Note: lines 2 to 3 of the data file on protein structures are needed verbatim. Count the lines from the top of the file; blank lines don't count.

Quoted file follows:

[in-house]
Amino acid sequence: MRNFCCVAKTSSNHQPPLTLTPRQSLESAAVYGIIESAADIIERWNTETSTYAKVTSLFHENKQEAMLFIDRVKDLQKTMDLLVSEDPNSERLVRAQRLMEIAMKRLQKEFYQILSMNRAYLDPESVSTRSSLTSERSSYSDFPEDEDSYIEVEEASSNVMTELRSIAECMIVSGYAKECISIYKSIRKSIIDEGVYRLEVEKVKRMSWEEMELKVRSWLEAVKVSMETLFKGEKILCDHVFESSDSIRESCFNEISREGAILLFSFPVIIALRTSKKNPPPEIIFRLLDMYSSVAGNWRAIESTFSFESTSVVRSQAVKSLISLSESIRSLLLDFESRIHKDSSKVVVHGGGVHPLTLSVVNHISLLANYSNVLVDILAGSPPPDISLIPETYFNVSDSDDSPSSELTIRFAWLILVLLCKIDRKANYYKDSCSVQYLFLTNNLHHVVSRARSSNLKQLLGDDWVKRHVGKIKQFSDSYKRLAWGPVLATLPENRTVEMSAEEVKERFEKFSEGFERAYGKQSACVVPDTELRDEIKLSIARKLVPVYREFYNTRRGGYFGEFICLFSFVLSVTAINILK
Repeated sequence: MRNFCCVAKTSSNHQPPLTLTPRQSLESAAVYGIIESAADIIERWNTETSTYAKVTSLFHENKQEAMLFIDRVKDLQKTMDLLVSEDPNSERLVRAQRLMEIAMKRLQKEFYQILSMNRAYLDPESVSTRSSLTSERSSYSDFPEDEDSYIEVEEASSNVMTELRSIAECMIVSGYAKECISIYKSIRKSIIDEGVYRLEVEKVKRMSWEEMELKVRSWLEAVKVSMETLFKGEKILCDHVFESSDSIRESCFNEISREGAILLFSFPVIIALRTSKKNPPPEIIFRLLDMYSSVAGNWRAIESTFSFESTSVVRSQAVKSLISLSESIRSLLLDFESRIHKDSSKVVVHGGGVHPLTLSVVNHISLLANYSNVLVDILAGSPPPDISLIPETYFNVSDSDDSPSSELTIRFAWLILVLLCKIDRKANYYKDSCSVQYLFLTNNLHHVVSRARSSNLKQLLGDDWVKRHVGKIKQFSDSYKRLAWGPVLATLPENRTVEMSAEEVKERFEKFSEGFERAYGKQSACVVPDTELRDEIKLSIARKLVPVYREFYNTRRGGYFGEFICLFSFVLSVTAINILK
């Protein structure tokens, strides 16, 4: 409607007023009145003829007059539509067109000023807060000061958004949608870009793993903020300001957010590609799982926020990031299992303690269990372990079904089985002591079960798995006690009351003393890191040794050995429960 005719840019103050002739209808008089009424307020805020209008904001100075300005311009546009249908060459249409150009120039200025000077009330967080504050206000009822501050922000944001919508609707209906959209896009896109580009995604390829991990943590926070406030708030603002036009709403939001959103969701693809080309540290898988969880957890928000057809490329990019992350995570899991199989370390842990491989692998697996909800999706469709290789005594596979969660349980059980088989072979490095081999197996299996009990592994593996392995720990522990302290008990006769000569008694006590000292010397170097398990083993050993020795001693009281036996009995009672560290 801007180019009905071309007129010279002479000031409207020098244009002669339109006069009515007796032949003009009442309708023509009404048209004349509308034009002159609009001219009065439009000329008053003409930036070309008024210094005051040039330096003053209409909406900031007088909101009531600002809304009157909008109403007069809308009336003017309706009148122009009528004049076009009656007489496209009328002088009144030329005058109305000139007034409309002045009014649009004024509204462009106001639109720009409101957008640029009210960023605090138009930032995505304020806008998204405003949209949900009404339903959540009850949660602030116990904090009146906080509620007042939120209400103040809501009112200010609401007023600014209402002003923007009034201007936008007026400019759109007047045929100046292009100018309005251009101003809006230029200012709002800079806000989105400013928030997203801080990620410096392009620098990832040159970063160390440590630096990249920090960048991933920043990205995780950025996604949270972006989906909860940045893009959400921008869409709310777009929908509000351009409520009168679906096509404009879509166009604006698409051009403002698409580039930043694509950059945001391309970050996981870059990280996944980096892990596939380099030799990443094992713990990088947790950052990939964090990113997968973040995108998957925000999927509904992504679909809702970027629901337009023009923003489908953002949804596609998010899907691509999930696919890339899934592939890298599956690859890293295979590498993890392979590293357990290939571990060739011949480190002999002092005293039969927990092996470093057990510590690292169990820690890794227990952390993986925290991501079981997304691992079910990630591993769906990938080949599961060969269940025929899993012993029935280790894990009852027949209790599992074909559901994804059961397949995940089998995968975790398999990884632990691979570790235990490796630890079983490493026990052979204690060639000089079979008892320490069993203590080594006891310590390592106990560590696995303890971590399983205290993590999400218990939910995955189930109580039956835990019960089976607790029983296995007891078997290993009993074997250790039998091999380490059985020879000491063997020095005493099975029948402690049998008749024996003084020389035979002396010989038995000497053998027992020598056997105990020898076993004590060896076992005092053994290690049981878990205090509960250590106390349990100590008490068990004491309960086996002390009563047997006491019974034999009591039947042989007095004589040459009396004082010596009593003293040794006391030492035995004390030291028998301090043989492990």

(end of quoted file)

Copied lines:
Amino acid sequence: MRNFCCVAKTSSNHQPPLTLTPRQSLESAAVYGIIESAADIIERWNTETSTYAKVTSLFHENKQEAMLFIDRVKDLQKTMDLLVSEDPNSERLVRAQRLMEIAMKRLQKEFYQILSMNRAYLDPESVSTRSSLTSERSSYSDFPEDEDSYIEVEEASSNVMTELRSIAECMIVSGYAKECISIYKSIRKSIIDEGVYRLEVEKVKRMSWEEMELKVRSWLEAVKVSMETLFKGEKILCDHVFESSDSIRESCFNEISREGAILLFSFPVIIALRTSKKNPPPEIIFRLLDMYSSVAGNWRAIESTFSFESTSVVRSQAVKSLISLSESIRSLLLDFESRIHKDSSKVVVHGGGVHPLTLSVVNHISLLANYSNVLVDILAGSPPPDISLIPETYFNVSDSDDSPSSELTIRFAWLILVLLCKIDRKANYYKDSCSVQYLFLTNNLHHVVSRARSSNLKQLLGDDWVKRHVGKIKQFSDSYKRLAWGPVLATLPENRTVEMSAEEVKERFEKFSEGFERAYGKQSACVVPDTELRDEIKLSIARKLVPVYREFYNTRRGGYFGEFICLFSFVLSVTAINILK
Repeated sequence: MRNFCCVAKTSSNHQPPLTLTPRQSLESAAVYGIIESAADIIERWNTETSTYAKVTSLFHENKQEAMLFIDRVKDLQKTMDLLVSEDPNSERLVRAQRLMEIAMKRLQKEFYQILSMNRAYLDPESVSTRSSLTSERSSYSDFPEDEDSYIEVEEASSNVMTELRSIAECMIVSGYAKECISIYKSIRKSIIDEGVYRLEVEKVKRMSWEEMELKVRSWLEAVKVSMETLFKGEKILCDHVFESSDSIRESCFNEISREGAILLFSFPVIIALRTSKKNPPPEIIFRLLDMYSSVAGNWRAIESTFSFESTSVVRSQAVKSLISLSESIRSLLLDFESRIHKDSSKVVVHGGGVHPLTLSVVNHISLLANYSNVLVDILAGSPPPDISLIPETYFNVSDSDDSPSSELTIRFAWLILVLLCKIDRKANYYKDSCSVQYLFLTNNLHHVVSRARSSNLKQLLGDDWVKRHVGKIKQFSDSYKRLAWGPVLATLPENRTVEMSAEEVKERFEKFSEGFERAYGKQSACVVPDTELRDEIKLSIARKLVPVYREFYNTRRGGYFGEFICLFSFVLSVTAINILK